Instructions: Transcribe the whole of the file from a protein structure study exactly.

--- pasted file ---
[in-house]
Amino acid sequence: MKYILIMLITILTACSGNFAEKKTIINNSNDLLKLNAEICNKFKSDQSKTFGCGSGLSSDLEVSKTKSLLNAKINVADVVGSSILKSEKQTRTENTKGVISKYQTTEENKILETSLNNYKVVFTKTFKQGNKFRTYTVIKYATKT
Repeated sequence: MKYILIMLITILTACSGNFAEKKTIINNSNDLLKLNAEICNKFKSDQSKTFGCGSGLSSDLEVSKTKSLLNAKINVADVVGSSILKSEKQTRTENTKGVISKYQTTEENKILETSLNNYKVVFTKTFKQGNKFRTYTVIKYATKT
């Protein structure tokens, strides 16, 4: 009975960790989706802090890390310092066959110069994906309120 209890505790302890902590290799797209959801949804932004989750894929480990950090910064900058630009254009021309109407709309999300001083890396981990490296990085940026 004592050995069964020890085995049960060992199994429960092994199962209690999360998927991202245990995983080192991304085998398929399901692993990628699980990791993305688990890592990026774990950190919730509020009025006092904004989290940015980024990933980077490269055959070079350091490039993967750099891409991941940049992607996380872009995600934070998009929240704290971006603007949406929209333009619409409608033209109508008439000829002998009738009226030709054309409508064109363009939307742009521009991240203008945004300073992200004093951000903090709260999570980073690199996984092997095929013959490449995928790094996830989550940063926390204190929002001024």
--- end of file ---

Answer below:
[in-house]
Amino acid sequence: MKYILIMLITILTACSGNFAEKKTIINNSNDLLKLNAEICNKFKSDQSKTFGCGSGLSSDLEVSKTKSLLNAKINVADVVGSSILKSEKQTRTENTKGVISKYQTTEENKILETSLNNYKVVFTKTFKQGNKFRTYTVIKYATKT
Repeated sequence: MKYILIMLITILTACSGNFAEKKTIINNSNDLLKLNAEICNKFKSDQSKTFGCGSGLSSDLEVSKTKSLLNAKINVADVVGSSILKSEKQTRTENTKGVISKYQTTEENKILETSLNNYKVVFTKTFKQGNKFRTYTVIKYATKT
């Protein structure tokens, strides 16, 4: 009975960790989706802090890390310092066959110069994906309120 209890505790302890902590290799797209959801949804932004989750894929480990950090910064900058630009254009021309109407709309999300001083890396981990490296990085940026 004592050995069964020890085995049960060992199994429960092994199962209690999360998927991202245990995983080192991304085998398929399901692993990628699980990791993305688990890592990026774990950190919730509020009025006092904004989290940015980024990933980077490269055959070079350091490039993967750099891409991941940049992607996380872009995600934070998009929240704290971006603007949406929209333009619409409608033209109508008439000829002998009738009226030709054309409508064109363009939307742009521009991240203008945004300073992200004093951000903090709260999570980073690199996984092997095929013959490449995928790094996830989550940063926390204190929002001024």